There are a few things that make Davidson County a special destination in Middle Tennessee.
Not only is it the oldest county in the area (dating back to 1783), it offers a variety of geographical features and cultural influences.
The Cumberland River flows east to west through the county’s middle, with several creeks ebbing out into the surrounding counties and cities. There are rolling hills, forests and rich natural beauty, including a number of state parks and natural areas. Davidson County is even home to a portion of the Natchez Trace National Parkway.
Davidson County encompasses a number of neighborhoods and municipalities, as well, some incorporated and some not. There is farmland, tight-knit communities, historical buildings and architecture, and bustling city life, all in just over 500 square miles of land. The area has also come to be known as ‘The Athens of the South” for its large number of universities and institutions of higher education.
Davidson County’s unique array of towns and neighborhoods has contributed to an unprecedented boom in industry and population over the last years, attracting new residents from all corners of the US.
Here’s a snapshot of some of Davidson County’s outstanding neighborhoods:
Green Hills/West Nashville
West Nashville is also home to several schools, including elementary, magnet and high schools.
Green Hills is perhaps best known for its shopping and its history.
The Mall at Green Hills is the premiere spot in Nashville for high-end retail and dining, attracting shoppers from Nashville and beyond. The Mall is only a stones’ throw from Hillsboro Village, which boasts an array of local boutiques, eateries and nightlife, including the historic Belcourt Theatre, which opened at its current site in 1925. Also in Hillsboro Village is the world-famous Pancake Pantry, which has been serving its iconic breakfasts since 1961.
Green Hills is also home to a number of prestigious schools, including the Linden Waldorf School, Lipscomb University, and the Harpeth Hall School for Girls.
The average household income in Green Hills is just over $131,000; over 70% of its residents have a Bachelor’s Degree or higher.
The neighborhoods in East Nashville feature a variety of architectural styles, with Craftsmens, bungalows, Italian Renaissance, Italianate and Queen Anne-style houses populating the historic neighborhoods. The historic homes often sit alongside newly-built apartment buildings and modern urban housing.
East Nashville’s demographics skew young: the majority of residents are 40 years of age or younger. The average household income in East Nashville is $52,000, and the majority of residents have at least some college education.
East Nashville is currently home to just under 30,000 residents.
Inglewood has experienced a steep resurgence in recent years, with housing developers and Nashville transplants quickly settling for the area’s rich cultural and geographic features.
There are several schools, cozy neighborhoods, eateries and shops in Inglewood, as well as quick access to Briley Parkway and I-65.
Madison is separated into two important centers: Downtown Madison and Rivergate, where the Rivergate Mall and a number of restaurants and independent shops service a number of Nashville’s neighborhoods and surrounding areas.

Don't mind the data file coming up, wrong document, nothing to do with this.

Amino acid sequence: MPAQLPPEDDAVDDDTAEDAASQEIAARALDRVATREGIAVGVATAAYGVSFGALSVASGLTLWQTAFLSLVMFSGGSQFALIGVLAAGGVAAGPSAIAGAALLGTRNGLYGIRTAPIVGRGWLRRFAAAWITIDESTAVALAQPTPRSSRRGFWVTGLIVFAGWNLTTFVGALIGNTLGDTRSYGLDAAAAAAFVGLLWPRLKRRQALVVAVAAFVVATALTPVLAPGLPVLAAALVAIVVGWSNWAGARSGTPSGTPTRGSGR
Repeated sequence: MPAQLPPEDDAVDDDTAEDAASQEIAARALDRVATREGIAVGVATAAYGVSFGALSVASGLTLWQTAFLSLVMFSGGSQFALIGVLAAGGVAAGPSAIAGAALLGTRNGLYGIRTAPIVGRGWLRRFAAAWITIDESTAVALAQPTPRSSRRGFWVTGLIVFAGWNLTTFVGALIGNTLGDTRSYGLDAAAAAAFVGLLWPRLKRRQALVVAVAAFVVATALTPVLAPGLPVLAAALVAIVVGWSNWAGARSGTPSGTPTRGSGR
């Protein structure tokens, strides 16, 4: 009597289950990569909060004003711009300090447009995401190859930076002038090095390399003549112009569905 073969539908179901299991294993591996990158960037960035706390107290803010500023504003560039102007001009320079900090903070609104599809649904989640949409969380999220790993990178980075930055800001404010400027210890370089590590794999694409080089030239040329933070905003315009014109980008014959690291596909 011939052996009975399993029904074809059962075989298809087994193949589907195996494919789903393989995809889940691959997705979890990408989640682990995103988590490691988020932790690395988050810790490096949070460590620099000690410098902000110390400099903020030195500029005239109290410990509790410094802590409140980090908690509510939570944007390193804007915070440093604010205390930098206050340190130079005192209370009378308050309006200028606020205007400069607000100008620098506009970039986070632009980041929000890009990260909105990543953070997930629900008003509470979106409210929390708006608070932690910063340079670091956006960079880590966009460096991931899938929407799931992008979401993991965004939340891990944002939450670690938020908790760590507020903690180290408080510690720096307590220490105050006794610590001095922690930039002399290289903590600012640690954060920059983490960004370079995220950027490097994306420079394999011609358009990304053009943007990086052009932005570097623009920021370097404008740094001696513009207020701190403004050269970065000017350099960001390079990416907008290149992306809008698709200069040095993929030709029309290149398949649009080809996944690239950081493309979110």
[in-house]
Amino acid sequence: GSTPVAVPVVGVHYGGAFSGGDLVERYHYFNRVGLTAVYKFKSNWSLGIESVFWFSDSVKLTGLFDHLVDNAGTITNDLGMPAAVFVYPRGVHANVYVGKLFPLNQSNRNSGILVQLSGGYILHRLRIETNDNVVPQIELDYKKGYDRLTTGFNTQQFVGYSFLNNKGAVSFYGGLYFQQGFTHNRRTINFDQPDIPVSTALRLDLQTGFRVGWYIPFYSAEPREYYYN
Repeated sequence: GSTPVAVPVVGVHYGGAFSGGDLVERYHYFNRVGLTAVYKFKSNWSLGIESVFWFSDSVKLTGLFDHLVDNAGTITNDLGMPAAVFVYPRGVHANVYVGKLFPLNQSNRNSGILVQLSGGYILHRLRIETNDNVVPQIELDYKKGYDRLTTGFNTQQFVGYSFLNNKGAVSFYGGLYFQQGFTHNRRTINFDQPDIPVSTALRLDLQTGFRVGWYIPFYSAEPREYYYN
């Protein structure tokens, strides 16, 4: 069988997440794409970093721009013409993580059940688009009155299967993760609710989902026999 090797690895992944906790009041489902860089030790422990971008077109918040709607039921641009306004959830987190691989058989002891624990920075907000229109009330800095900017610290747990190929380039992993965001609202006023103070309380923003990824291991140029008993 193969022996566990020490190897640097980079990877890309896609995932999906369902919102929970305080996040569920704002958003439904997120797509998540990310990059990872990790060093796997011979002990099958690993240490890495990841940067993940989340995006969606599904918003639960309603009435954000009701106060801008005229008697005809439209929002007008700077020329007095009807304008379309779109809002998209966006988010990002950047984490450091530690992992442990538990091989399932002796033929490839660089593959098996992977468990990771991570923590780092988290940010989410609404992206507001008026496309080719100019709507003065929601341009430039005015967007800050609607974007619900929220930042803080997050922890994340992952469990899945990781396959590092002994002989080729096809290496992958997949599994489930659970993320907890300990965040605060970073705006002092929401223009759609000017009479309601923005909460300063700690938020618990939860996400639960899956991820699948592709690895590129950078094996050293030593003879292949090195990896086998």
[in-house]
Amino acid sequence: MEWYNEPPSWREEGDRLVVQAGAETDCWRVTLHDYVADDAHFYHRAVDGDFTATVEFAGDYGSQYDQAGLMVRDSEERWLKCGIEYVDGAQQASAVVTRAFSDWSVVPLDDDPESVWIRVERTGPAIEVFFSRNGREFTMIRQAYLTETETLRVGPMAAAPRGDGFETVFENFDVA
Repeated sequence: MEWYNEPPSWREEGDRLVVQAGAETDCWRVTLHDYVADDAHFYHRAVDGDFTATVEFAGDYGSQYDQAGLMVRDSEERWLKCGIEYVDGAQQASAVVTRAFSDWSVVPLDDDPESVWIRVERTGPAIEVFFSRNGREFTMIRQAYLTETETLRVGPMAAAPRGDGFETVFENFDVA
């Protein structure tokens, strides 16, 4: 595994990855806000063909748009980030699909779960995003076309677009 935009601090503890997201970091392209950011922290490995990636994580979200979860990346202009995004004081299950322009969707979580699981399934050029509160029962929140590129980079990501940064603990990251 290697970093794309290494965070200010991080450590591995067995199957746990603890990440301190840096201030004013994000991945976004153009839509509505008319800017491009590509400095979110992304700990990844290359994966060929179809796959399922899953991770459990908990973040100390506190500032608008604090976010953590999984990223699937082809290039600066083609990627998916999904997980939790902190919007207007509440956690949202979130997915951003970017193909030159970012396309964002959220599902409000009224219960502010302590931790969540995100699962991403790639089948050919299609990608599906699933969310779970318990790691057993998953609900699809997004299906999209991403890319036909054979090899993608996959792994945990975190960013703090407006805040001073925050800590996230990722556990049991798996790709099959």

Madison is home to several schools as well, including the Goodpasture Christian School, Madison Academy and Saint Joseph School.
Madison’s population is just over 36,000 people.
Just 30 years ago, Hermitage was considered a rural area, with a sparse scattering of residences and few businesses. Today, it thrives as part of Nashville’s recent boom, with industry, retail shops and restaurants and excited residents moving into its homes and apartments.
Hermitage is home to the technology headquarters of Deloitte Touche Tomatsu, which employs over 1,000 people, while Donelson is home to both the Opry Mills Shopping Mall and the world-famous Grand Ole Opry.
The Donelson/Hermitage Area is home to just under 30,000 people.
Over the years, the DuPoint factory has drastically reduced its operation, employing only a few hundred people today. Old Hickory has remained a desirable spot for families and individuals, however, with many of the homes in the Old Hickory neighborhood offering historic charm. Some of them are even on the National Register of Historic Places.
Old Hickory is also home to a country club, golf course, city park and the Nashville chapter of the National Weather Service.
Goodlettsville is home to the corporation headquarters of Dollar General, as well as Tyson Foods, the world’s largest fresh meat packing plant.
Goodlettsville also offers a number of prestigious schools, including the Merroll Hyde Magnet School and the Meigs Magnet School.
Germantown is perhaps most famous for hosting Nashville’s largest festival each fall: Oktoberfest. The German-themed event attracts thousands of visitors to the area.
It’s close proximity to the Bicentennial Mall, downtown Nashville, and the Farmer’s Market, plus its variety of specialty shops, restaurants and boutiques, make Germantown the perfect place for living or visiting.
Today, Antioch is home to the internationally-themed shopping center, Global Mall at the Crossings, as well as many burgeoning retail spaces and restaurants. The area is also home to one of Nashville Metro Public School’s Early Development Centers.